More than with a dSLR you have to make choices when you expose for a scene. When you underexpose you will likely get more information in the highlights, but you will also get darker shadows. I personally don’t mind darker shadows, but unfortunately underexposing will also result in darker mid grays. In post processing this can (and I noticed often will) lead to more blotchy noise in your images. I noticed that when you don’t compensate your metering, or even slightly overexpose, at daytime or with a bright light you will get more detailed RAW files. This works really well at ISO 200 and even ISO 400. And with some luck, when you nail your exposure right, you will get pretty decent ISO 800 photographs too. The most important part is to expose your subject right, even when that will give some blown highlights at other parts of your photograph.
Use the LCD screen or viewfinder to frame, and use the live histogram to expose properly. The histogram is so much more accurate than the LCD screen. The metering system is pretty accurate, and the white balance works quite well (although for my B&W photography I am personally less interested in the accuracy of the white balance).
While I had some difficulties with the RAW files at first I start to like the look of the GX200 RAW files. I just took some extra time. The reason I start to like it has to do with the last segment. I have already made large A2-sized prints and they look sweet. The noise that might be a problem for you on screen will mostly be gone when printed (or give a pleasant texture).
But how are the jpegs? In my opinion these are very useful. Sharpness at +2 will give you some sharpening artifacts. Like said before, there will always be some sort of noise reduction, even when you switched the in-camera noise reduction off. But I think it doesn’t harm the photograph. Of course for those who prefer to view their photographs at 100% magnification it will be. But those who actually view them normally or even print them will have no problems in my opinion.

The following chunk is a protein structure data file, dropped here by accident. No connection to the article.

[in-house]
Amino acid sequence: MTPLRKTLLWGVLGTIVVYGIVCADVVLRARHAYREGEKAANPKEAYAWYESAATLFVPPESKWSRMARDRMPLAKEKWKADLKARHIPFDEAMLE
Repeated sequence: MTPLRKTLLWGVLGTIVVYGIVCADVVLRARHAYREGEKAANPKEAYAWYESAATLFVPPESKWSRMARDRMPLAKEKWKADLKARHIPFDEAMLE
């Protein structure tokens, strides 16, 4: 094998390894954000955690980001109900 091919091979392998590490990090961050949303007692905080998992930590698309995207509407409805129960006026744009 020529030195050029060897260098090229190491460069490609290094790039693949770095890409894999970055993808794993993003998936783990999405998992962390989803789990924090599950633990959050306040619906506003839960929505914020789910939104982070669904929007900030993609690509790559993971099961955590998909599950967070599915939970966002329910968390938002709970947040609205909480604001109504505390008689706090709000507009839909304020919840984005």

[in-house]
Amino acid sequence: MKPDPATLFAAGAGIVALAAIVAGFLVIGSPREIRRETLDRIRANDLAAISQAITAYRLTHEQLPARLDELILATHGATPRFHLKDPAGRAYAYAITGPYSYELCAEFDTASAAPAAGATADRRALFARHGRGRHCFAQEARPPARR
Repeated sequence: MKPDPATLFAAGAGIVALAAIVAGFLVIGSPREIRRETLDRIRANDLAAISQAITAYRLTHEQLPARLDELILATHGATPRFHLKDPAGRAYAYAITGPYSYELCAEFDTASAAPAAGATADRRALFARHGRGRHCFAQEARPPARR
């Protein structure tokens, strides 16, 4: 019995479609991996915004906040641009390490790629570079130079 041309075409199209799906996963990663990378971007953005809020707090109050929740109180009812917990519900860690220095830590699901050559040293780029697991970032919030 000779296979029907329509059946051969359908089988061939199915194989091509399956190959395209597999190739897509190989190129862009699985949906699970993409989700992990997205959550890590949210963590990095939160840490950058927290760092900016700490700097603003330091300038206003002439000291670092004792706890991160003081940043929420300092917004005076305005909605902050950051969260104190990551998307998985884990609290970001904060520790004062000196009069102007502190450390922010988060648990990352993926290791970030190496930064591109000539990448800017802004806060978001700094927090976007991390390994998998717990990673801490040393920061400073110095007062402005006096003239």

The success of a digital camera is probably most determined by someone’s workflow. And that workflow consists of the camera handling, photography making, and editing. A well handling camera is more likely to be picked up by a photographer, even when the camera won’t give you the best results (this matters especially for amateur photographers). The photography making has all to do with how well the camera exposes, your personal skills, and learning the limitations and possibilities of your camera. And for the editing you try to find the application that works the best for you, and achieves the best possible results you envision.
I for instance use Adobe Lightroom as my primary editing application. When I want to do more with editing like burning and dodging, I edit the photographs in Photoshop. I have tried several other application like Silkypix, RAW Developer (Mac only), LightZone, and Capture One for editing my RAW files, but I still prefer the user interface and results of Lightroom. Some applications might give you better end results, but are not necessarily the most user-friendly applications.
When I first opened my GX200 RAW files in Lightroom I had some problems with my favorite B&W conversion technique. This was mostly the result of more noise in the blue channel. But also underexposing affected the RAW files more than the GX100 RAW files (because of the different sensor and processing engine).
Instead of using the luminance sliders to brighten or darken particular colors in Lightroom, I started to experiment with the exposure, black point, and brightness slider to give a pleasant contrast that didn’t give more noise. Especially RAW files that were exposed with the most information captured in the brightest section were so much better to be edited.
Another application (or better said plug-in) that is pleasant to use, is Nik Silver Efex Pro in Photoshop (can also be used in Apple Aperture, but that is Mac only). Edit the RAW file basically in auto mode with ACR and then use Silver Efex Pro. It is absolutely a stunning piece of software that delivers great looking results.
For whom is the Ricoh GX200 intended? The GX200 is intended as a versatile, but serious high-end compact camera with serious photography in mind. It enables photographers to shoot a wide range of scenes including landscapes, portraits and close-ups. If you know a thing or two about photography you will probably like this camera. It is a great travel camera, or a second ‘where-ever-you-go’ camera next to your larger camera system.